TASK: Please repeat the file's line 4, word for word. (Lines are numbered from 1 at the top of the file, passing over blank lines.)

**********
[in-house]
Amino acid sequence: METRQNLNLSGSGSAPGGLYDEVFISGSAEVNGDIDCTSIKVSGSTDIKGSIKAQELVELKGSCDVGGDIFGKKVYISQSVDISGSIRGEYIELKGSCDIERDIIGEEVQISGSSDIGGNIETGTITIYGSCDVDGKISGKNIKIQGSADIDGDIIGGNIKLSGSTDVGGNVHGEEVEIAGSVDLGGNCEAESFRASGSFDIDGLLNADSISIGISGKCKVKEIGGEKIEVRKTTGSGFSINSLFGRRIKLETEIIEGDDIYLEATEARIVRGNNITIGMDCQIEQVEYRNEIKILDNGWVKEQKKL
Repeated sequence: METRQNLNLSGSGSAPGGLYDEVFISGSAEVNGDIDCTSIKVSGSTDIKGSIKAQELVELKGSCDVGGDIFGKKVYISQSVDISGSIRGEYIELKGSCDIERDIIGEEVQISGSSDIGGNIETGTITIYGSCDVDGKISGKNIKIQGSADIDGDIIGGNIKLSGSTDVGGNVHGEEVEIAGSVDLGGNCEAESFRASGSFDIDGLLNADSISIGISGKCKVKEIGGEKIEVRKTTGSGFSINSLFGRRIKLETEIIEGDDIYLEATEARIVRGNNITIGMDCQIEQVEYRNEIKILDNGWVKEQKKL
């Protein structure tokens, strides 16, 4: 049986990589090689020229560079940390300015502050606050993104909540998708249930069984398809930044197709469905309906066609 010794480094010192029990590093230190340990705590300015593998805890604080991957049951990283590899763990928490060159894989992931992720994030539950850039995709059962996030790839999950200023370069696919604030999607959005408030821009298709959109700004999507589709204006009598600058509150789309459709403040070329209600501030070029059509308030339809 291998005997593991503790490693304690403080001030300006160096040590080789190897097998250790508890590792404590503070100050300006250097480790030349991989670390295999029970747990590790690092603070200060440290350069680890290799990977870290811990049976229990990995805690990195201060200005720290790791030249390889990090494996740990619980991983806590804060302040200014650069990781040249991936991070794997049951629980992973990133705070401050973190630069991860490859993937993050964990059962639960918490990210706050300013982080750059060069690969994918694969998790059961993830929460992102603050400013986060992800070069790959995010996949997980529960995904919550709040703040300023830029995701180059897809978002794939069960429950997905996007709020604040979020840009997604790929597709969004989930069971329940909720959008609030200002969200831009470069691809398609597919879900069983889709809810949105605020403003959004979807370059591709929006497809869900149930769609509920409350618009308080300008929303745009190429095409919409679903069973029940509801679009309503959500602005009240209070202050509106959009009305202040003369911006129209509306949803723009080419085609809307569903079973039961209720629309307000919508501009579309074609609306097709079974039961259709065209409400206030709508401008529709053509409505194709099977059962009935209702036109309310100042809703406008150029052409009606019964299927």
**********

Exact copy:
């Protein structure tokens, strides 16, 4: 049986990589090689020229560079940390300015502050606050993104909540998708249930069984398809930044197709469905309906066609 010794480094010192029990590093230190340990705590300015593998805890604080991957049951990283590899763990928490060159894989992931992720994030539950850039995709059962996030790839999950200023370069696919604030999607959005408030821009298709959109700004999507589709204006009598600058509150789309459709403040070329209600501030070029059509308030339809 291998005997593991503790490693304690403080001030300006160096040590080789190897097998250790508890590792404590503070100050300006250097480790030349991989670390295999029970747990590790690092603070200060440290350069680890290799990977870290811990049976229990990995805690990195201060200005720290790791030249390889990090494996740990619980991983806590804060302040200014650069990781040249991936991070794997049951629980992973990133705070401050973190630069991860490859993937993050964990059962639960918490990210706050300013982080750059060069690969994918694969998790059961993830929460992102603050400013986060992800070069790959995010996949997980529960995904919550709040703040300023830029995701180059897809978002794939069960429950997905996007709020604040979020840009997604790929597709969004989930069971329940909720959008609030200002969200831009470069691809398609597919879900069983889709809810949105605020403003959004979807370059591709929006497809869900149930769609509920409350618009308080300008929303745009190429095409919409679903069973029940509801679009309503959500602005009240209070202050509106959009009305202040003369911006129209509306949803723009080419085609809307569903079973039961209720629309307000919508501009579309074609609306097709079974039961259709065209409400206030709508401008529709053509409505194709099977059962009935209702036109309310100042809703406008150029052409009606019964299927």